BY DAVID MOORES
Copyright is held by the author.
There had been a time when those who cared were expecting a human mission to Mars before 2050. That didn’t happen after South Florida disappeared under the ocean, and nuclear war sparked by the West’s panicked flight from consuming oil, obliterated the Middle East. The world had other concerns. The mission finally happened in 2113.
FOR THE first month after landing, the crew of four plus one, one being Jane the robot — yes they were still called that, not cyborg or android — enjoyed success beyond the expected. They found life. Not just the remnants of life, fossilized in ancient sea beds, but actual living organisms, single-celled bacteria.
Yet along with definitive proof that life was not confined to one small planet came an ineffable sadness. The crew felt it, certainly, and their reverent eulogies to the green fertile world that Mars had once been raised similar emotions back home. The dry, stony, freezing plains seemed to echo with laments for a paradise lost, and to many it was a chilling warning of a dire future for Earth.
On Tuesday May 13th 2114 the crew communication channel went silent. No more tweets, no more emails, no more voice or video. Surveillance cameras showed empty crew spaces and nothing happening on the rock-strewn desert outside. Diagnostics indicated nothing wrong, but nobody was communicating. There was nobody home.
Jane had her own separate channel, though she could also use the crew’s, and it actually stopped working altogether. This was even scarier since it permitted The Ground to control certain elements of Jane’s mind, albeit not in real time, as radio signals travelling at light speed still took minutes to reach Mars. She was not supposed to be able to turn it off.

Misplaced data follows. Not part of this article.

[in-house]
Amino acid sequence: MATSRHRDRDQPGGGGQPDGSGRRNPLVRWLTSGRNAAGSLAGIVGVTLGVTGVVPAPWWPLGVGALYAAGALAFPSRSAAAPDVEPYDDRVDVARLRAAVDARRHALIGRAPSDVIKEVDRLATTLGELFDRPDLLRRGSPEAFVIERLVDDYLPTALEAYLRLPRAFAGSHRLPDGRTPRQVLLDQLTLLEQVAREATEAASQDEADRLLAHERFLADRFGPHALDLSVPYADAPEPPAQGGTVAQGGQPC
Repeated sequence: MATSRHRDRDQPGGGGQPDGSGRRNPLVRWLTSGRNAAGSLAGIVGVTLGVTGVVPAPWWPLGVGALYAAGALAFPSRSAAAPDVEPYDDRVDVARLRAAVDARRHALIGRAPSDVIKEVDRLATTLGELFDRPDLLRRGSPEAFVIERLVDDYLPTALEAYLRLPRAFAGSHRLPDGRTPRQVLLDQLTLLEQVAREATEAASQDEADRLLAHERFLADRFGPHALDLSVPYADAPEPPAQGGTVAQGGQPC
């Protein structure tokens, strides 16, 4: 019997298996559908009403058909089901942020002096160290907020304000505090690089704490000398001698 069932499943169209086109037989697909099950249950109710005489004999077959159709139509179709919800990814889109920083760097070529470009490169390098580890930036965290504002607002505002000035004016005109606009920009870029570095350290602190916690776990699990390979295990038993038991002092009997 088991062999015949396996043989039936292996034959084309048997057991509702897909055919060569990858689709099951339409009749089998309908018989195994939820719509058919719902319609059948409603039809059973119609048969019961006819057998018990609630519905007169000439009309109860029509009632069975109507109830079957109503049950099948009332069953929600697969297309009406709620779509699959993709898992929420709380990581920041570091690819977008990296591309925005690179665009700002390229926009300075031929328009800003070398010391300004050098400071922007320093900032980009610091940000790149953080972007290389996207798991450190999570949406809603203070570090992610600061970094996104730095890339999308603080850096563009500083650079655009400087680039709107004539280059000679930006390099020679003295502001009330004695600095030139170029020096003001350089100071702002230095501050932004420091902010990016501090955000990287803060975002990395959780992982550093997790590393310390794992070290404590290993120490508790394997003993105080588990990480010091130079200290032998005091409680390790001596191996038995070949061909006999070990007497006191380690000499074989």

After six weeks of silence, with Congress and the media screaming for action, the pressure became insurmountable. The President and the Administrator of NASA met after the July 4th long weekend.
“Sir,” the Administrator told the President, “we have few options, only one really. We can bring the ship back. The families and the humanitarians will hate us for it, but we’ve gamed this every way, brought in outsiders, even a psychic.” The President greeted this with a resigned grin. “And we at NASA have concluded that bringing the ship back, with whatever contents it may hold, is the only way we will ever have any chance to find out what happened.”
The President nodded, said nothing for a long moment. “What about the samples they found? You’ll get those, right?”
“We should, Sir, and if, as we believe, the crew has perished in some mishap we can’t even guess at, then these samples of life on another world will be their memorial. If you want it played that way, that is.”
“Even if we don’t, the media will,” said the President. “and we can argue that the samples may provide vital insights that could help our struggle against climate change. And that’s true, right?”
“Up to a point, Sir. Unless we bring them back we’ll never know, that’s for sure.” The Administrator leaned forward in his chair. “One last thing Sir, we are currently in a Mars return launch window. If we launch today, which we can easily do, the ship gets back into Earth orbit right about Election Day.”
“I appreciate the warning Administrator, you’ve always been sensitive to wider implications. But I think in this case the major reactions, good or bad, for my re-election prospects, will be felt when you announce the decision to bring the ship back. So, do it,” said the President “but leave it ‘til the weekend. I’ll call the press conference for Friday at two.”